Drivers need to be watchful for deer and other animals along Plumas County’s scenic roadways. The CHP encourages drivers to be watchful for them even within communities. Photo submitted

What to do if you hit a deer

They can be seen peacefully grazing along the roadside one moment and in the next, bounding in front of a speeding car or truck.

Many Plumas County residents — those who should know to be alert for deer along or in the roadways — have a story or two about hitting or narrowly missing an animal.

With nicer weather and more people taking to the highways, the Quincy Area California Highway Patrol reminds motorists to watch for deer, bears and all wildlife along Plumas County roads and highways.

“If no one gets hurt, that is if no human gets injured, it’s up to the discretion of the driver whether to notify the CHP,” said CHP Public Information Officer Eric Logan. “I’m not going to tell anyone to pull it (deer) out of the road,” he added, but it is a good idea to report it to the CHP immediately so an officer can remove the dead animal so another motorist doesn’t hit it.

If it’s still alive and injured, Logan asked drivers to call the CHP immediately so the animal can be put down. “We don’t want it to suffer,” he said.

A bear usually doesn’t just leap onto the roadway, but if a driver hits one it generally causes a lot more damage, Logan said.

The non-emergency number for the CHP throughout the area is 252-1900, he said.

If there is a human injured in the collision, Logan said the driver or another party must contact the CHP and report it immediately. Again, the individual can call the number already noted.

If the driver happens to hit a dog or livestock, it’s an entirely different matter. They’re considered property, according to Logan.

The CHP should be contacted right away so the potential owner could be sought and notified. If a driver doesn’t do this, the individual can be treated just as if it was a hit and run incident, Logan explained.

The section of the California Vehicle Code that covers this is 20002. An investigation might also be necessary, according to the CHP.

“The requirements are the same as if the property damage were caused by a fender bender and another vehicle were damaged,” according to the CHP’s state office. “There’s a duty and obligation to locate the animal’s owner. You’re required to do due diligence. If a dog with no collar is injured, contact law enforcement. They will respond and take appropriate action.”

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6 thoughts on “What to do if you hit a deer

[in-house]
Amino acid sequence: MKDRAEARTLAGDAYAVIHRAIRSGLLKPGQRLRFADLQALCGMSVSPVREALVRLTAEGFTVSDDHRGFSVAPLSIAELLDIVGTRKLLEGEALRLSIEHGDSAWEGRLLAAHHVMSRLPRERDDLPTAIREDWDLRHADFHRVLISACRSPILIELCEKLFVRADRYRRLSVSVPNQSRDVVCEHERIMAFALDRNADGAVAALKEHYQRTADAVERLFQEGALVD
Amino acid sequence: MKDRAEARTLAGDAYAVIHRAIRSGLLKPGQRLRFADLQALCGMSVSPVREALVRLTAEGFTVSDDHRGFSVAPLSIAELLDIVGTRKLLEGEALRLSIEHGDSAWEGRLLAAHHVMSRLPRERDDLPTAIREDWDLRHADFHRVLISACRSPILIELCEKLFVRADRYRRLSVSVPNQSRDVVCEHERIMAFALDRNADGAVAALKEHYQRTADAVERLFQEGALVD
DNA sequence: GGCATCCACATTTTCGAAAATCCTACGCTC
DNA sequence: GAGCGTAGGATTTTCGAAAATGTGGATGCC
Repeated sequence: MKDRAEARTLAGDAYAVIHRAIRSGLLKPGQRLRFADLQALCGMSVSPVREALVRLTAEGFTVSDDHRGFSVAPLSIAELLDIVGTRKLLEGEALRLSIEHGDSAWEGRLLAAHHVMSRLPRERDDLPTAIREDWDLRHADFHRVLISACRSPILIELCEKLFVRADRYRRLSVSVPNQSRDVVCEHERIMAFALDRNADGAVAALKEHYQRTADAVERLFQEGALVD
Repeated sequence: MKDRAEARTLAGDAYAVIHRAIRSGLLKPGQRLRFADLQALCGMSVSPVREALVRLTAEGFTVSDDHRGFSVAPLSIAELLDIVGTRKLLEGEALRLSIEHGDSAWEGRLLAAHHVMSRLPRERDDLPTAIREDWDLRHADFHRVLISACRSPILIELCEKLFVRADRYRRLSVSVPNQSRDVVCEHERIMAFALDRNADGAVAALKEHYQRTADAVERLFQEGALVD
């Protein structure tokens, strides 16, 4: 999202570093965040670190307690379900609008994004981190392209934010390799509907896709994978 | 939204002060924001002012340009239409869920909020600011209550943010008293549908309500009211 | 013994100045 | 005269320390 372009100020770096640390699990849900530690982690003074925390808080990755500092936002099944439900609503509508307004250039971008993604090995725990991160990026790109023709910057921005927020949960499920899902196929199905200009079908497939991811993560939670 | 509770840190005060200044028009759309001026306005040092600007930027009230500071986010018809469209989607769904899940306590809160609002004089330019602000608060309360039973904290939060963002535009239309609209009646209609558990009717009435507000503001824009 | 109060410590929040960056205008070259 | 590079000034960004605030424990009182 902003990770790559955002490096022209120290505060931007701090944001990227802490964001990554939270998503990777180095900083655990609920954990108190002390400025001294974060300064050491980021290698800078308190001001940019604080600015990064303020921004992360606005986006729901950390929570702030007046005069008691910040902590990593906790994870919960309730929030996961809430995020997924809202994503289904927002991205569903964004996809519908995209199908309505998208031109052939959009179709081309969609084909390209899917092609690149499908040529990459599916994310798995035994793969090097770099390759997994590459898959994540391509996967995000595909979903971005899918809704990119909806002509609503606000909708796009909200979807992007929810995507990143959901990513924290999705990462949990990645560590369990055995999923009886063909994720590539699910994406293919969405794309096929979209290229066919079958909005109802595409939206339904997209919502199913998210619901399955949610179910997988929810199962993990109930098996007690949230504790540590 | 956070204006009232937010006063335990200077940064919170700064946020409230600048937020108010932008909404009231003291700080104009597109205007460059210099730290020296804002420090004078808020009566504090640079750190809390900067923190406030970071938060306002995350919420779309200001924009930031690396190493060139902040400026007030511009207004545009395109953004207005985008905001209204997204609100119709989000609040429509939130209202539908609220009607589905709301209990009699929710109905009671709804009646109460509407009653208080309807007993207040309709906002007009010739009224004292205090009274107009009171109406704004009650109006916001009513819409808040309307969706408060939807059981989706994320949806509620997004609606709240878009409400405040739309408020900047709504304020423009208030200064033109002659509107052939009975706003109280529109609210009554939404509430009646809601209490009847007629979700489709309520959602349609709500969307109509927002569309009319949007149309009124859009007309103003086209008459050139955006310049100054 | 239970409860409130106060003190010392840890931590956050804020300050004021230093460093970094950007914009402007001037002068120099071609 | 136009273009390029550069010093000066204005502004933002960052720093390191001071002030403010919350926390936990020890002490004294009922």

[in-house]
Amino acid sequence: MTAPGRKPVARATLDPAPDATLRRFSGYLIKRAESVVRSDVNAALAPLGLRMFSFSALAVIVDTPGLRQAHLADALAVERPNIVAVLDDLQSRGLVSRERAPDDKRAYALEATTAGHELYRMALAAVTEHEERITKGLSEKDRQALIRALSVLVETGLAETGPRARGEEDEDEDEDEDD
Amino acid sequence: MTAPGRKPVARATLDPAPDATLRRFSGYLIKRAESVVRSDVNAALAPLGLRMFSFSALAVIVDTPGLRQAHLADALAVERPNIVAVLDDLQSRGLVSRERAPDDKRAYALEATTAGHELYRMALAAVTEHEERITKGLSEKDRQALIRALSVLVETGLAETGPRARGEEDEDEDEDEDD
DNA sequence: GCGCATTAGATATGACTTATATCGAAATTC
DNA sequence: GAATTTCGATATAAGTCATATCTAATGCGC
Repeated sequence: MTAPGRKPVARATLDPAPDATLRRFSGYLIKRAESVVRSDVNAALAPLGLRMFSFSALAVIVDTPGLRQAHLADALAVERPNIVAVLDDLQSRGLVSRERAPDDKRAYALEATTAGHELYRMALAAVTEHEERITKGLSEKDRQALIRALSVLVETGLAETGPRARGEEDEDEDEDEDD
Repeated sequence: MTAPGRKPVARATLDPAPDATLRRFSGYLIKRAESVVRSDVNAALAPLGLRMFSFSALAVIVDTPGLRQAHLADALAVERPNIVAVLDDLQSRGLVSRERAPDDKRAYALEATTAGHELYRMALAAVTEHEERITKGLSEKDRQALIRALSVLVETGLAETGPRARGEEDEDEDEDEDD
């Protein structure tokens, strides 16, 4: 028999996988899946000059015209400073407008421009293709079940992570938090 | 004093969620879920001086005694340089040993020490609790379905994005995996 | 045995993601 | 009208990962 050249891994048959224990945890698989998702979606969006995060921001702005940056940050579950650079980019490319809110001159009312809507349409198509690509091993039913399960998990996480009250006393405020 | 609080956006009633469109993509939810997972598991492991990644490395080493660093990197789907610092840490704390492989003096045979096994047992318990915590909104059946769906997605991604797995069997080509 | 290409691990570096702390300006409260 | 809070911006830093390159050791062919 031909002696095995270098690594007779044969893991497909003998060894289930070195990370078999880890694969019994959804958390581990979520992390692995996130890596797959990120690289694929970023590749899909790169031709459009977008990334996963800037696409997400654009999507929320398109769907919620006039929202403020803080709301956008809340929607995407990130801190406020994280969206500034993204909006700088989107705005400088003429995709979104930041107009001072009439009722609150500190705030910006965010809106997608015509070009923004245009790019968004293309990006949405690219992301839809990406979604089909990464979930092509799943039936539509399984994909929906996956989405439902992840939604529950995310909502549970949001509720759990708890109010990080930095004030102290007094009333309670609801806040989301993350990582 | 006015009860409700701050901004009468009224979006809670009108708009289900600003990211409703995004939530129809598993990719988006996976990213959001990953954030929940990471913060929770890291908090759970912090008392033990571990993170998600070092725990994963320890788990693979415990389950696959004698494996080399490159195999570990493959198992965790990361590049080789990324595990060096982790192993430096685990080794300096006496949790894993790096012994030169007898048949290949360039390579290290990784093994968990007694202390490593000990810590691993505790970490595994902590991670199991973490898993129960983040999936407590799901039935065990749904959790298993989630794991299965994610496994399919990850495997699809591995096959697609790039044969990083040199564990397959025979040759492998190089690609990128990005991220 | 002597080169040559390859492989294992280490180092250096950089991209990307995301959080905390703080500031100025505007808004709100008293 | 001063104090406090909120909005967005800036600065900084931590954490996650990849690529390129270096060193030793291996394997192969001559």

• May 11, 2018 at 9:42 am
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    I have learned that deer whistles are pretty good to keep deer on the sides of the road. The 2 whistles stick on the front of the vehicle and make a sound that humans can’t hear when you go over 35 mph or so. They can be found at local auto parts stores. The ones I have can be removed when you wash the vehicle. Of course these don’t work 100% of the time but it helps.

    • May 11, 2018 at 11:20 am
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      Never heard of them. Great idea!

      • May 11, 2018 at 2:53 pm
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        They often scare the deer right into your car as the deer are totally spooked when they hear them

  • May 11, 2018 at 3:40 pm
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    Can people salvage the venison if they notify Fish & Game through PCSO or CHP?

  • May 13, 2018 at 10:28 am
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    We salvaged a Deer off of the highway years ago. All we had to do was notify the Fish and Game where we picked it up at and let them know so they come out and stamp the meet for us when we cut it. The rules might have changed. You might want to contact a Game Warden now to make sure.

  • May 13, 2018 at 10:34 am
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    I have a question for the CHP and the Animal Controls Officers…. If someone Accidentally hits someone’s dog on the road and they do contact you. Are you going to issue a citation to the Idiot the owned the dog for letting they dog out off of it’s leash to begin with? These are after all Leash Law Counties!!! The drivers are suffering the Trauma of having hurt or killed and animal because some IDIOT could not keep their animal on a leash or in their yard so it was running wild in the road. Now the drivers are paying for it emotionally if not financially on their vehicle. Shouldn’t the Pet Owners also be cited for their responsibility in this action as well, even if their animal perished in the accident. They are the cause of…

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